Follow The Leader
Thursday, November 07, 2002
By: Ira Miller, NFL Insider
Walsh still remembers the skepticism that greeted him in the 1970s when, as a top offensive assistant to Paul Brown with the Cincinnati Bengals, he started doing it.
General reasoning at the time was that it simply couldn't be done. After all, some teams still allowed their quarterbacks to call plays on the field. Plus, there was no way to know game situations, field position, down-and-distance, and so on ahead of time. So how in the name of George Halas could you decide in advance which plays to call?
Actually, it's a pretty simple process, according to Walsh, now a consultant to the 49ers. Scripting, to his way of thinking, offered a wealth of benefits, including:
- Seeing defensive adjustments to particular formations
- Making sure there was a pass-run balance
- Calling particular runs designed to set up play-action passes
- Running trick plays
- Designing plays to move the ball in small chunks and set up a deep throw
One more advantage: With a script, the offensive players could devote more study time to plays that definitely would be used in the game, as opposed to studying an entire game plan that invariably included a bunch of plays that would not be called.
"It got to the point where our offensive team really wanted to know those plays," Walsh recalled. "The players really appreciate the idea that you're giving them a (head) start on the game. You can sleep easier, you have more confidence going into the game, and you're more at ease.
"For the coaches, you can feel comfortable that the game is almost on automatic pilot when it starts."
When Walsh coached the 49ers to their first three Super Bowl championships during the 1980s, his offense was ahead of its time, and his scripted plays helped give them their edge. His first championship team, in 1981, outscored its three postseason opponents 58-27 during the first half. His second championship team piled up almost identical first-half numbers (55-26) during the 1984 postseason.
Sense a trend?
"You know what's going to be called and there's no reason to make a mistake," veteran tight end Shannon Sharpe says of the system inDenver, where coach Mike Shanahan scripts the first 15 offensive plays every week. "You already know the hot pickups. You already know if (the defense does) this, who we're going to. So that makes your job a lot easier."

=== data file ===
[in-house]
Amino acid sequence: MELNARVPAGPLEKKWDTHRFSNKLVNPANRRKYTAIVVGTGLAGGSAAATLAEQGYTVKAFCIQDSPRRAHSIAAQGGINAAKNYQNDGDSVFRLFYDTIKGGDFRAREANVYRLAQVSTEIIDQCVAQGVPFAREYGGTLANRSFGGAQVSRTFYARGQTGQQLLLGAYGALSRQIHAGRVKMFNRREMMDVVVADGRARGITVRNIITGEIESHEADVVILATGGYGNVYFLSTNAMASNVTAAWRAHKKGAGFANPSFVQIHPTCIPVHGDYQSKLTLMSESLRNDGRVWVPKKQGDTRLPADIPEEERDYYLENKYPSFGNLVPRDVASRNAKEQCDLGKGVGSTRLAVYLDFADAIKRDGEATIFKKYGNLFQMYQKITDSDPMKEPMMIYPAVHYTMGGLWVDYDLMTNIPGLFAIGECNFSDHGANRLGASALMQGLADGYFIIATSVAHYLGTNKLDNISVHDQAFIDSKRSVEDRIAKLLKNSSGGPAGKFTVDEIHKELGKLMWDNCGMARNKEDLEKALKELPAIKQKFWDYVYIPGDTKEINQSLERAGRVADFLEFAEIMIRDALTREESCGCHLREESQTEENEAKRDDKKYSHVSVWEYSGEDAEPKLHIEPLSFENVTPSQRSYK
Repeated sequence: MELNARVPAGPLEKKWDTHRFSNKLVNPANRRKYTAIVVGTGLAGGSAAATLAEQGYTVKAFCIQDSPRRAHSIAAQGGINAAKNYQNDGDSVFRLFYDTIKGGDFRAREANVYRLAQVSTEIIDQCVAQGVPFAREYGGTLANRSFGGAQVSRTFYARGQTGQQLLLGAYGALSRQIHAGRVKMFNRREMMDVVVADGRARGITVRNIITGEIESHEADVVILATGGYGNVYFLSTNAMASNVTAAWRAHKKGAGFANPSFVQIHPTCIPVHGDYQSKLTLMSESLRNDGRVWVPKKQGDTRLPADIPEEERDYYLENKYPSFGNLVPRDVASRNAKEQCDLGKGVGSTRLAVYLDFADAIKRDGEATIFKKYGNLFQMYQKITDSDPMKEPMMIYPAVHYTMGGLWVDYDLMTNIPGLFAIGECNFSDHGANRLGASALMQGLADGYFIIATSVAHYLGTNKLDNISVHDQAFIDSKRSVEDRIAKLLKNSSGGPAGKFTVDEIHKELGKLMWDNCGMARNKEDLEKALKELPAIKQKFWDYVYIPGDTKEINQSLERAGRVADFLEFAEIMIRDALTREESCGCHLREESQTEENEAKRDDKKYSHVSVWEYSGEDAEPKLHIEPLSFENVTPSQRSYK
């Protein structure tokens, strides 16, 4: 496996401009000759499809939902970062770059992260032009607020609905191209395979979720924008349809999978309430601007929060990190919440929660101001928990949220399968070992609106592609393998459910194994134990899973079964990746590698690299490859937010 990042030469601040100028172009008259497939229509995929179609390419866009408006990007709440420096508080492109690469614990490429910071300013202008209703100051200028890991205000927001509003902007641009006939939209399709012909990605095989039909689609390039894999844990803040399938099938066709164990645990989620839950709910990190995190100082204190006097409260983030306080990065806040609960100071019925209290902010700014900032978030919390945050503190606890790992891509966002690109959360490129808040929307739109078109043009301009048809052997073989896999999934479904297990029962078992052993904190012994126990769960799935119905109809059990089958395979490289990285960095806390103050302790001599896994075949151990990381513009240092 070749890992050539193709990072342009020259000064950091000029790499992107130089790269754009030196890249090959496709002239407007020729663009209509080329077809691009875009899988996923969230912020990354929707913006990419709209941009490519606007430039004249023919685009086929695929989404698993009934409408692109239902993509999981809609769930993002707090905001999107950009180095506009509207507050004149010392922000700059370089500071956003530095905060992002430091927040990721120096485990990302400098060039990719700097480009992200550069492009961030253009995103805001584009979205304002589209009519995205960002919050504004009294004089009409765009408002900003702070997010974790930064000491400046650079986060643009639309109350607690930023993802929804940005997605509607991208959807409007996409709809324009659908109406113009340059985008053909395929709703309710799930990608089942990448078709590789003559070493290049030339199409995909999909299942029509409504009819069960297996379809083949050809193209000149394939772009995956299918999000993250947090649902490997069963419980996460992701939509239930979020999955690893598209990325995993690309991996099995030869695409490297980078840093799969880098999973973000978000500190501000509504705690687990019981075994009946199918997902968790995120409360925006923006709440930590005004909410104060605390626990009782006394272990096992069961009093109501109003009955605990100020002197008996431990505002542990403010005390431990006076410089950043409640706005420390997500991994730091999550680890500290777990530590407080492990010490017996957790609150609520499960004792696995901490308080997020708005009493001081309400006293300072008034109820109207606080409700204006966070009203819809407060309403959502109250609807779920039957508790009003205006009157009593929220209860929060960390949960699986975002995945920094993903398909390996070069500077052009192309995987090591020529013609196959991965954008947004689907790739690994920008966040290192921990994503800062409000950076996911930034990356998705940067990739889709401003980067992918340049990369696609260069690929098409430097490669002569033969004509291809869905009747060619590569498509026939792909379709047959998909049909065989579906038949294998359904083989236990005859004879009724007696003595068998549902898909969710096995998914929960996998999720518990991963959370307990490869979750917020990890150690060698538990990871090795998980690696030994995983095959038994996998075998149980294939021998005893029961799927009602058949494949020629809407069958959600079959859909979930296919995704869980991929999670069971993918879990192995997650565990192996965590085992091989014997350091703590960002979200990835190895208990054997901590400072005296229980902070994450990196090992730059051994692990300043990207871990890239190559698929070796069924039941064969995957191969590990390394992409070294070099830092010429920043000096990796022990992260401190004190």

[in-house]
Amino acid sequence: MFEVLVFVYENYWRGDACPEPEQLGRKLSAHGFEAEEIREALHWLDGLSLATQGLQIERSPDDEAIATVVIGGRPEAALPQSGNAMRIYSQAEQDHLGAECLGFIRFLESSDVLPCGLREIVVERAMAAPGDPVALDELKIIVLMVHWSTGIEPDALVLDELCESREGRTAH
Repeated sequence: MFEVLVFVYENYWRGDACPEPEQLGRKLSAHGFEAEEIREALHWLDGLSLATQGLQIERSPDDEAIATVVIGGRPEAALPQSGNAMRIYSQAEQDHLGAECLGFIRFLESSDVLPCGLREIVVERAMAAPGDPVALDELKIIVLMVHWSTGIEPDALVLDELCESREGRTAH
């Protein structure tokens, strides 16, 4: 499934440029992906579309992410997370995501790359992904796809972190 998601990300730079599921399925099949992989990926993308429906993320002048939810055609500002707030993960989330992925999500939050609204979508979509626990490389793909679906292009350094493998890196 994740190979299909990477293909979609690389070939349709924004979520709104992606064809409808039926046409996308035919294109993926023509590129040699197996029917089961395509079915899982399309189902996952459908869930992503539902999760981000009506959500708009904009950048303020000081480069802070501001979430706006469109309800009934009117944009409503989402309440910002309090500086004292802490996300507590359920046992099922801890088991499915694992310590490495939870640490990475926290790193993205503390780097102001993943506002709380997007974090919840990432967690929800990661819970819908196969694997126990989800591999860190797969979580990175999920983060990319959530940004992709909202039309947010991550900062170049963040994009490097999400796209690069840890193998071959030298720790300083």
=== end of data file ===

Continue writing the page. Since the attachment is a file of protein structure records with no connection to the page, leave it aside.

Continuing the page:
Just about every team in the NFL now uses some form of scripting. Walsh used to do 25 plays, but current 49ers coach Steve Mariucci made 19 the magic number this year -- in tribute, he said, to the late Johnny Unitas, who wore that number.
One possible downside with scripting is that the game can take on a different feel after the initial burst. Green Bay quarterback Brett Favre used to complain that play caller Tom Rossley was too slow to get plays in once the script ran out. That forced Favre, who likes to keep a fast pace on the field, to begin ad-libbing.
"Would you run 25 in order? No," Walsh said. "Let's say, of the 25, you'd run 18 or 19 sort of in order. If something really worked or you saw something in the defense, you'd go back to (a play). To me, it was just sort of a safety net because there's so much emotion to start the game, you want to think clearly, and this, in a sense, forces you to stay with a regimen that you clinically planned prior to the game."
Walsh can recall games in which the script worked to perfection. So can Shanahan, who was pulling the strings as offensive coordinator when the 49ers scored touchdowns on their first three possessions of Super Bowl XXIX against San Diego, and Seattle coach Mike Holmgren, the play caller when they scored 55 points against Denver in Super Bowl XXIV.
Click here for a updated post on the opening plays script. This new post delineates more specifics about that topic.